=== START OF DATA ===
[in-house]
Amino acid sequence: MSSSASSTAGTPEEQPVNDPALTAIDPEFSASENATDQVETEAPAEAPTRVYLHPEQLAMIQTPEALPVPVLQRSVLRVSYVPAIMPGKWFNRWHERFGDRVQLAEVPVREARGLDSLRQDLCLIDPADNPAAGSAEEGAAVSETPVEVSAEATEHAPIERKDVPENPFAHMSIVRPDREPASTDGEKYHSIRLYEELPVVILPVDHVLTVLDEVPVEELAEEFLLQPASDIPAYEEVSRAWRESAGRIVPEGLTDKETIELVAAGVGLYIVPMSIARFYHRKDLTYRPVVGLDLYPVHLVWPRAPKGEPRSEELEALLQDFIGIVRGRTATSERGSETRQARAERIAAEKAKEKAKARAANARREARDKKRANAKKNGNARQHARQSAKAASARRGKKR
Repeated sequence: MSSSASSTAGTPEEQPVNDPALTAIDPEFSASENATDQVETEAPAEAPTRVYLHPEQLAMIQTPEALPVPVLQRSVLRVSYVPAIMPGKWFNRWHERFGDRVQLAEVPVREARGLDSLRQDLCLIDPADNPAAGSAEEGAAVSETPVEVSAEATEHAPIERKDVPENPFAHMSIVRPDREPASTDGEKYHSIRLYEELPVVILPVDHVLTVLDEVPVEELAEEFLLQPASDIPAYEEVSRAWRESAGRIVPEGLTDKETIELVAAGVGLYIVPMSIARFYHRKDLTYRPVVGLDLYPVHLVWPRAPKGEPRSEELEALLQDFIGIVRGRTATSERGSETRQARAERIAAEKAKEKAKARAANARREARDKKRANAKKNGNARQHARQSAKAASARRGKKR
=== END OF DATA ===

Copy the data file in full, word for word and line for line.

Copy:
[in-house]
Amino acid sequence: MSSSASSTAGTPEEQPVNDPALTAIDPEFSASENATDQVETEAPAEAPTRVYLHPEQLAMIQTPEALPVPVLQRSVLRVSYVPAIMPGKWFNRWHERFGDRVQLAEVPVREARGLDSLRQDLCLIDPADNPAAGSAEEGAAVSETPVEVSAEATEHAPIERKDVPENPFAHMSIVRPDREPASTDGEKYHSIRLYEELPVVILPVDHVLTVLDEVPVEELAEEFLLQPASDIPAYEEVSRAWRESAGRIVPEGLTDKETIELVAAGVGLYIVPMSIARFYHRKDLTYRPVVGLDLYPVHLVWPRAPKGEPRSEELEALLQDFIGIVRGRTATSERGSETRQARAERIAAEKAKEKAKARAANARREARDKKRANAKKNGNARQHARQSAKAASARRGKKR
Repeated sequence: MSSSASSTAGTPEEQPVNDPALTAIDPEFSASENATDQVETEAPAEAPTRVYLHPEQLAMIQTPEALPVPVLQRSVLRVSYVPAIMPGKWFNRWHERFGDRVQLAEVPVREARGLDSLRQDLCLIDPADNPAAGSAEEGAAVSETPVEVSAEATEHAPIERKDVPENPFAHMSIVRPDREPASTDGEKYHSIRLYEELPVVILPVDHVLTVLDEVPVEELAEEFLLQPASDIPAYEEVSRAWRESAGRIVPEGLTDKETIELVAAGVGLYIVPMSIARFYHRKDLTYRPVVGLDLYPVHLVWPRAPKGEPRSEELEALLQDFIGIVRGRTATSERGSETRQARAERIAAEKAKEKAKARAANARREARDKKRANAKKNGNARQHARQSAKAASARRGKKR